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Courage Under Fire

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Without underestimating her contribution to other institutions such as Canara Bank and Nabard, Ranjana Kumar’s role in Indian Bank’s turnaround received the maximum recognition and acclaim. I had the privilege of working closely with her as part of the turnaround team at Indian Bank, and also taking over from her.

I vividly remember one incident from the turnaround saga, which displayed her nerves of steel: while considering Indian Bank’s recapitalisation, the finance ministry stipulated a condition that both Kumar and I, as CMD and executive director of the bank, respectively, should execute a guarantee in our personal capacity. We signed the personal guarantee papers for Rs 2,000 crore, standing outside the finance secretary’s chambers in North Block, without batting an eyelid! A personal guarantee from the CMD and ED of a public sector bank was unprecedented at that time.

She was a great fan of US secretary of state Colin Powell and would often quote him. Indian Bank’s turnaround saga was like a long-drawn war, and she combined her appreciation for war strategies with modern day Peter Drucker management techniques.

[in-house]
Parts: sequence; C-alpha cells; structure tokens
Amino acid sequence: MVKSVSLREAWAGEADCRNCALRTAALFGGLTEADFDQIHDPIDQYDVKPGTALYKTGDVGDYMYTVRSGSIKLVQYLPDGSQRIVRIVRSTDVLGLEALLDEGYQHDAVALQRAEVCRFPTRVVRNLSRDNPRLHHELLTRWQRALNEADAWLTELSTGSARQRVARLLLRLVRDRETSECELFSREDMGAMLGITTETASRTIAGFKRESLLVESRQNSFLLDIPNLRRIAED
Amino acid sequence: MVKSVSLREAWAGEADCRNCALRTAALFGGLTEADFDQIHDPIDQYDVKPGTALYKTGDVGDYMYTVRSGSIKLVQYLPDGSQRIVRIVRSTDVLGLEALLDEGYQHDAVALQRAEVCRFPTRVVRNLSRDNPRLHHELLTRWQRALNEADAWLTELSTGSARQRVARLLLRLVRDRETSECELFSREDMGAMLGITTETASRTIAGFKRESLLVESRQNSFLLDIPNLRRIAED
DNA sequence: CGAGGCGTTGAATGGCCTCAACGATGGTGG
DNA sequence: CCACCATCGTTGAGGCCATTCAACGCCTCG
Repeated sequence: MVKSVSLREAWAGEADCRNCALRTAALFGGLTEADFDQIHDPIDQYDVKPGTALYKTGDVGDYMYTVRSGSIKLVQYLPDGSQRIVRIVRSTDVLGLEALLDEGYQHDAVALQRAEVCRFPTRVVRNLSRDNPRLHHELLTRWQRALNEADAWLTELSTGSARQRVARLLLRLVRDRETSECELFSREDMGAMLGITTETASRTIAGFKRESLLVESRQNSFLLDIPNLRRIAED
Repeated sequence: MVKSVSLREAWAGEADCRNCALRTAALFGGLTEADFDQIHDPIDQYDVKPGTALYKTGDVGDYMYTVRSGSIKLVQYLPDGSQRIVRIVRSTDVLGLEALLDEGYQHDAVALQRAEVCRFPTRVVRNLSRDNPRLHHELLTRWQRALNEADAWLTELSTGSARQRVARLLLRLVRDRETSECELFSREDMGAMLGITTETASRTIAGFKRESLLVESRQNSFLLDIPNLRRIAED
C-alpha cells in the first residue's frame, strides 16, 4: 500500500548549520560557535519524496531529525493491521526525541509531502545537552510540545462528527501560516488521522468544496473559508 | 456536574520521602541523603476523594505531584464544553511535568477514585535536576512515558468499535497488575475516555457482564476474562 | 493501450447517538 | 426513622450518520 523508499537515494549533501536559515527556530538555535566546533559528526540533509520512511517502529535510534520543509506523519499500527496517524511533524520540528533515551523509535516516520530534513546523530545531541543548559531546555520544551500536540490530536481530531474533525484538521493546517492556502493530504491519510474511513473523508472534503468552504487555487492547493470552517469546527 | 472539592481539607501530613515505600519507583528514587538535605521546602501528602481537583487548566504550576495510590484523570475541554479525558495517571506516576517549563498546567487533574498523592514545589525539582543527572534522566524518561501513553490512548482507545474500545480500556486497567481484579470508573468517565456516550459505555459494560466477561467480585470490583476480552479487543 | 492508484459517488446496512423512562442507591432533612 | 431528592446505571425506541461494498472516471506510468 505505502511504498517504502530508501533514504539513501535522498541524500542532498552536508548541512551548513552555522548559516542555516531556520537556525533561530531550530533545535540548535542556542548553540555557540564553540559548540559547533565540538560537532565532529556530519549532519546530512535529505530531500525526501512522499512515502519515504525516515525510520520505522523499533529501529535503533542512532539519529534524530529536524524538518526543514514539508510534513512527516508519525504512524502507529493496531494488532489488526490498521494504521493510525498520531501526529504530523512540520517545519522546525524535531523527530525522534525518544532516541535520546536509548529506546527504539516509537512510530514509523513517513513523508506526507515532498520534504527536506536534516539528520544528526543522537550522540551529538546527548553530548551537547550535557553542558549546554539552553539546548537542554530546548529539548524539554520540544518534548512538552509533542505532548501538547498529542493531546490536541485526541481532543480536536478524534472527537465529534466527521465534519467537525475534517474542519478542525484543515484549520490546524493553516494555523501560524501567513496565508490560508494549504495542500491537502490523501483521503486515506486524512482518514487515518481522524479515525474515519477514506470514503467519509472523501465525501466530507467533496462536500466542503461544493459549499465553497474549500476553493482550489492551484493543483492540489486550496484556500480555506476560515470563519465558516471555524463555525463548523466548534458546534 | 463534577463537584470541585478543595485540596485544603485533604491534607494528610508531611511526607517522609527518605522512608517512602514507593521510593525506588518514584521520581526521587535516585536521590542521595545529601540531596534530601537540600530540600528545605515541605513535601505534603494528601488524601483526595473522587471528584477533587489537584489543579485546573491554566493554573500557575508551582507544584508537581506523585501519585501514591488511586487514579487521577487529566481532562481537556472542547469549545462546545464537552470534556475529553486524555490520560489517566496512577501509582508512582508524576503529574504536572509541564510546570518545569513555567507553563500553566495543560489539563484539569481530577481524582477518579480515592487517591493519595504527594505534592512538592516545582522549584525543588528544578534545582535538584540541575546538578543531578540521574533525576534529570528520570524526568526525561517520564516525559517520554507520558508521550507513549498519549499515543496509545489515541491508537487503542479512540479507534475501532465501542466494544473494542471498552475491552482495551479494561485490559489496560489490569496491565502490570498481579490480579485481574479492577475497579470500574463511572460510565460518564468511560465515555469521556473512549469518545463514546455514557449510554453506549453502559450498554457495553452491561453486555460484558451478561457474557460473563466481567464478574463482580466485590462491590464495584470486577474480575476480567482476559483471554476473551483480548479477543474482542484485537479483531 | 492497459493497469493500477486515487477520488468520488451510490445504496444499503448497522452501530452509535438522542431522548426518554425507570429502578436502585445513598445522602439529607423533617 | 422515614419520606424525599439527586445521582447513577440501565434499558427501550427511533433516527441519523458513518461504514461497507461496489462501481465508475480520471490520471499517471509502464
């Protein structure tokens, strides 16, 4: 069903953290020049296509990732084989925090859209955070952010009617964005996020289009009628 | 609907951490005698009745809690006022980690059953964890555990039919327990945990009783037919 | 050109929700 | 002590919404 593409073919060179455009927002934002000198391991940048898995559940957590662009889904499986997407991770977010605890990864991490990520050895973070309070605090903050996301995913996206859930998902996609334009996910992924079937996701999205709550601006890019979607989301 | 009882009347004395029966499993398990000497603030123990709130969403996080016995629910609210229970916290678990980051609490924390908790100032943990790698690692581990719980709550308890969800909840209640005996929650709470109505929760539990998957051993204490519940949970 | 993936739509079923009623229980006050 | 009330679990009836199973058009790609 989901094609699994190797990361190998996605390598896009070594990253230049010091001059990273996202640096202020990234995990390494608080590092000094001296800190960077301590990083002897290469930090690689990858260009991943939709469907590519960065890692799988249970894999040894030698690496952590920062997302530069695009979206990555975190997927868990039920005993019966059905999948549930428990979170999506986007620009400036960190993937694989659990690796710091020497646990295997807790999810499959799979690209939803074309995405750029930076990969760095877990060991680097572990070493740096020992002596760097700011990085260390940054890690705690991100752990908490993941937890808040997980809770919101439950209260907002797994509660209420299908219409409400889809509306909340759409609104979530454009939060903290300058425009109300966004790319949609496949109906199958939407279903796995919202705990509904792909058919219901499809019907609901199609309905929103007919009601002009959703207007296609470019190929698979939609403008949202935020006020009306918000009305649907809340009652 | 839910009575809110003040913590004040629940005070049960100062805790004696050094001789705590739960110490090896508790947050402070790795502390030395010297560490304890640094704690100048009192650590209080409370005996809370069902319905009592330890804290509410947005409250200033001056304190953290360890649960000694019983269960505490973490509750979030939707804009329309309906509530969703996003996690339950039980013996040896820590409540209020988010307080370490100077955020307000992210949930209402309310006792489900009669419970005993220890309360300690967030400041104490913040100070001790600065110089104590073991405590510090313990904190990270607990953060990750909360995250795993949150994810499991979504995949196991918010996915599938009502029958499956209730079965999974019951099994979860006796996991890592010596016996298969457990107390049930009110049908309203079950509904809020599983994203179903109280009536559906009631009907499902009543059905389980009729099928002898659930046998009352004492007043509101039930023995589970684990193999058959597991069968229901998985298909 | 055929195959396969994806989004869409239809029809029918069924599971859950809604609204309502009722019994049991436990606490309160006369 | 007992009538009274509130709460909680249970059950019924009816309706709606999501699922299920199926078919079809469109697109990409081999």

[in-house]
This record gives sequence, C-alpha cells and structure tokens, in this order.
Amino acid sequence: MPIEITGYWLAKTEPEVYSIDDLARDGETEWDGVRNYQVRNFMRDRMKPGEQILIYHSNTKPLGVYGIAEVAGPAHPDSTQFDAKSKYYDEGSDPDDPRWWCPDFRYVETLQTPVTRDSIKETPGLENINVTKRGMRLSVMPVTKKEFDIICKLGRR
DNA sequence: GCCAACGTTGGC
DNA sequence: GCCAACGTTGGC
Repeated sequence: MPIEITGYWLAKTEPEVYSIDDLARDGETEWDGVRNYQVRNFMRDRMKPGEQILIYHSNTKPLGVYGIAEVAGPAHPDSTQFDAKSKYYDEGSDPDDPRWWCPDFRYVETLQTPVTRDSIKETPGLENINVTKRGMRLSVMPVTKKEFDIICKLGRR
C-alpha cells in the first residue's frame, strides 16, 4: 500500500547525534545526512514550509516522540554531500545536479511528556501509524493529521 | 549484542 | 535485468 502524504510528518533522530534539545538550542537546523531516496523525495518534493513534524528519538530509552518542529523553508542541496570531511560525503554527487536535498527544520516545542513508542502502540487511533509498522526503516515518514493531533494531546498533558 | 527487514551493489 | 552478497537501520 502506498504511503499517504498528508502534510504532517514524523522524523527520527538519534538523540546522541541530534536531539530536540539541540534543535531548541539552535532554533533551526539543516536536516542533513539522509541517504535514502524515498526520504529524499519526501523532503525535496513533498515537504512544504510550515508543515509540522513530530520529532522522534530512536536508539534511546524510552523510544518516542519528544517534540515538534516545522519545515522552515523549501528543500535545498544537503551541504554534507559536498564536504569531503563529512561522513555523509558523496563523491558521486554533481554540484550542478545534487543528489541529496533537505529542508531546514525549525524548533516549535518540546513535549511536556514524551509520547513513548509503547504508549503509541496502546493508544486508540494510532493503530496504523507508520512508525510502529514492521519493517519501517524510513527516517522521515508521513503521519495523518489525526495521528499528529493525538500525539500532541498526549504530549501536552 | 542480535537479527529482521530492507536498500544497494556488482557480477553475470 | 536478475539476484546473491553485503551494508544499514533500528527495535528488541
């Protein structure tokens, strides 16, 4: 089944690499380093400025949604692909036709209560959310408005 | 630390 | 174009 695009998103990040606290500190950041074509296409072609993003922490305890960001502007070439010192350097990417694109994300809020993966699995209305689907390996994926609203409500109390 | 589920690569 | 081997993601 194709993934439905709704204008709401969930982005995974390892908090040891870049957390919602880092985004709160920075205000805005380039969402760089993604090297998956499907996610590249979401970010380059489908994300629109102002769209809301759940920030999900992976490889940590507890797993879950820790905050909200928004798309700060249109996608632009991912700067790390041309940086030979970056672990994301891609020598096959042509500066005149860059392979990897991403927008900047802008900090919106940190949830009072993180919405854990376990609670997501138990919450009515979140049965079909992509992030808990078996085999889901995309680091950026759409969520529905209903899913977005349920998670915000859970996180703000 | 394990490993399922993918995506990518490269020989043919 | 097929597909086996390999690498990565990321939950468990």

Perhaps her grounding in turning around a ‘weak’ operation started in her role as the CEO of Bank of India’s New York operations way back in 1995. That stint also helped her understand the importance of close engagement with bank regulators, which stood her in good stead while dealing with the Reserve Bank of India (RBI), both in establishing institutional credibility and in securing RBI’s and the government’s  support for a number of vital matters.

The author is former chairman and managing director of Canara Bank and Indian Bank
Kumar was a great simplifier; she could cut through arguments, debate and doubt, to offer a solution that everybody could understand. She believed that the ‘war’ could not be won unless all the staff understood the underlying implications. She ensured that even the lowest functionary understood the concept of branch-level profitability and the importance of earning non-interest income.

As much as she cared about communicating with all members of her staff, she was not afraid to challenge the high and mighty defaulter customers, even in their own backyards. Her willingness to confront when warranted made her highly effective. In fact, her ability to call a spade a spade was what earned her the most respect. At the same time, she was highly practical in resolving genuine problems and was keen to arrive at a reasonable settlement.  
Her practical nature extended to operations expertise and back office processes as well. Kumar liked to surround herself with people who took their work seriously, but not themselves; that is, those who worked hard and played hard. While releasing her book in May 2008, A New Beginning — The Turnaround Story of Indian Bank, the then RBI governor Y.V. Reddy commented that the publishers should circulate the book globally as “(a) lot more restructuring is needed in more banks, given the financial turbulence outside India”.

Kumar had tremendous energy levels, was a great motivator, and had effective communication and interpersonal skills. All these helped her cut to the core of the matter, and get the job done, however difficult it may be. 

(This story was published in Businessworld Issue Dated 26-11-2012)